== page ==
Firstly, the baseline numbers that I assert are as follows for open rates
Net new list - acquired and emailed for the first time - 4-8% open, 10-20% bounce
House list - has received emails in the past and not bounced nor have they unsubscribed - 7-15%
The numbers will increase or decrease based on subject line, the tool being used, content, time of day, day of week...etc.
The open rates of campaigns will be lower than you expect...but there are things we can do to improve our chances of getting someone's attention.
Using subject swaps - this is one of the older retail email marketing tricks of the trade. You take an email - and pre-set 3-5 variations of the email (variance in subject line only) and schedule 1 email on one day/time, and then each subsequent email goes out to the group who didn't open the last. You vary times/days and make minor tweaks to the subject line. This is easily accomplished, without the need to know CRM workflow, in solutions like SalesFUSION using a drip designer. The results? You can set your watch to doubling the open rate.
Personalized subject lines - not well received in retail/consumer emails but tends to be OK in b2b. I have experimented with this and see an average increase of 1-3% in open rates.
Trigger-based emails - These are emails that trigger to an individual within a certain time period after an activity has occurred. Examples are: Lead fills out form - auto-enroll in multi-step email campaign; Lead visits website, enroll in multi-step email campaign. Triggers work and have extremely high open rates at 30-45%. Trigger emails are also known as nurture-based emails and are one of the main drivers for b2b marketers to invest in marketing automation solutions like SalesFUSION. Some vendors that live inside of Dynamics will require advanced knowledge of workflow for this so be cautious as 90% of marketers have no skills or interest in learning Dynamics Workflow!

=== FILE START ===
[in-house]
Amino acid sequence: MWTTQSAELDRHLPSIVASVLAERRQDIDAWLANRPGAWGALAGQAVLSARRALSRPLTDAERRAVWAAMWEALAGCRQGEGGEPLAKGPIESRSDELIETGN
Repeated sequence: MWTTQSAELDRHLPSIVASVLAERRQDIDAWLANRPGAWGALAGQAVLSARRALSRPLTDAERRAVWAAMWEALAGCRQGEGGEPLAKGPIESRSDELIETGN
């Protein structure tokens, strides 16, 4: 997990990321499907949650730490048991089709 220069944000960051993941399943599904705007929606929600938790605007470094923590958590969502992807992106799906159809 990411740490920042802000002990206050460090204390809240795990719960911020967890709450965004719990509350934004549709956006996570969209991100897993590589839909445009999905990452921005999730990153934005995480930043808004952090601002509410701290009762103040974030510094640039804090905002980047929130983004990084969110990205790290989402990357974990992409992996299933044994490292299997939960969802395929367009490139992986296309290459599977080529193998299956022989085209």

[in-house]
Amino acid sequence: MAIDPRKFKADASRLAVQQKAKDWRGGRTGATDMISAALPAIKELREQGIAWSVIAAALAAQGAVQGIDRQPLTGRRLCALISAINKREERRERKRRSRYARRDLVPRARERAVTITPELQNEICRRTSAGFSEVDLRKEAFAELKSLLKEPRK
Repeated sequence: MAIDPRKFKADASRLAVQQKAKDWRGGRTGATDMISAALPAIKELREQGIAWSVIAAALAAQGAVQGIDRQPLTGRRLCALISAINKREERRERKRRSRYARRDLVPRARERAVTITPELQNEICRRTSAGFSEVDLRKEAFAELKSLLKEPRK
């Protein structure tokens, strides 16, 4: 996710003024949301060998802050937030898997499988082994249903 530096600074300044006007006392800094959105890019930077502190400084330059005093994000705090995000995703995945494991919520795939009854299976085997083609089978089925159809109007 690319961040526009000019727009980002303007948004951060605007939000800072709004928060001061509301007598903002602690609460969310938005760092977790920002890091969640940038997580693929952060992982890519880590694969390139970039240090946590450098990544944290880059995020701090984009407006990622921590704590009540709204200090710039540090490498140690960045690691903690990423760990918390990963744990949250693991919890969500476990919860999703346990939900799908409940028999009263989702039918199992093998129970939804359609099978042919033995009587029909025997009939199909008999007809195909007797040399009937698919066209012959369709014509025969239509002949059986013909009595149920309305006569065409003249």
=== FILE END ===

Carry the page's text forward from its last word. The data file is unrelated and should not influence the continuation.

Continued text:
Content linking - Once someone has an interaction or opens or clicks on a certain type of content - string together a sequence of emails that offer complementary content to the last piece of content accessed.
A/B Testing - as marketers, we should always be testing and measuring. Using A/B testing on subject lines is a great way to increase overall open rates. Test a sample of between 500-1000 before sending a blast and use the subject that had a higher open rate.
Sales-person based campaigns - SalesFUSION, with its integration to Dynamics, can auto-personalized emails so that they appear to be coming from the sales rep who owns the lead or contact in CRM. Seeing the email coming from a person rather than an alias will increase open rates.
In short, anybody with rudimentary blasting skills can pepper a database with sales messaging but that will likely not be enough in an age where the average business professional receives 1000 marketing messages per day. If you want to get someone's attention, the six tips listed above are a great start.